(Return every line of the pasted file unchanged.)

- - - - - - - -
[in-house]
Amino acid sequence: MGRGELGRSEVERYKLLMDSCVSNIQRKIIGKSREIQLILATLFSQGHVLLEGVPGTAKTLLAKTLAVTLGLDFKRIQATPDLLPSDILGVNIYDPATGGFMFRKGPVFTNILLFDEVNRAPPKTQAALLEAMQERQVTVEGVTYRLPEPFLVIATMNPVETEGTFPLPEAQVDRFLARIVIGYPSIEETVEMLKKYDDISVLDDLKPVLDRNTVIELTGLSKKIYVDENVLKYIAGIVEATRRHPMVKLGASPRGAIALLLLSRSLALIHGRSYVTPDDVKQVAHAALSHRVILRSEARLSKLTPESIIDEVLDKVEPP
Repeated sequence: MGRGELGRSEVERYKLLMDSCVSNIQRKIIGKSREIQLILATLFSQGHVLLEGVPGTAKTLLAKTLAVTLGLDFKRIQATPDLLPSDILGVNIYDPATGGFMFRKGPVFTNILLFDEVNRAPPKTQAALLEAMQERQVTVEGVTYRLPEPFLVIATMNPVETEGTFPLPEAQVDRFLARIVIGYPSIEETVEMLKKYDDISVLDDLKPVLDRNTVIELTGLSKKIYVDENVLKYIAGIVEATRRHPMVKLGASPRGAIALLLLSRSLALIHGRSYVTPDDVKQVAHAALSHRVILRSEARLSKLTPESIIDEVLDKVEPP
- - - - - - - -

[in-house]
Amino acid sequence: MGRGELGRSEVERYKLLMDSCVSNIQRKIIGKSREIQLILATLFSQGHVLLEGVPGTAKTLLAKTLAVTLGLDFKRIQATPDLLPSDILGVNIYDPATGGFMFRKGPVFTNILLFDEVNRAPPKTQAALLEAMQERQVTVEGVTYRLPEPFLVIATMNPVETEGTFPLPEAQVDRFLARIVIGYPSIEETVEMLKKYDDISVLDDLKPVLDRNTVIELTGLSKKIYVDENVLKYIAGIVEATRRHPMVKLGASPRGAIALLLLSRSLALIHGRSYVTPDDVKQVAHAALSHRVILRSEARLSKLTPESIIDEVLDKVEPP
Repeated sequence: MGRGELGRSEVERYKLLMDSCVSNIQRKIIGKSREIQLILATLFSQGHVLLEGVPGTAKTLLAKTLAVTLGLDFKRIQATPDLLPSDILGVNIYDPATGGFMFRKGPVFTNILLFDEVNRAPPKTQAALLEAMQERQVTVEGVTYRLPEPFLVIATMNPVETEGTFPLPEAQVDRFLARIVIGYPSIEETVEMLKKYDDISVLDDLKPVLDRNTVIELTGLSKKIYVDENVLKYIAGIVEATRRHPMVKLGASPRGAIALLLLSRSLALIHGRSYVTPDDVKQVAHAALSHRVILRSEARLSKLTPESIIDEVLDKVEPP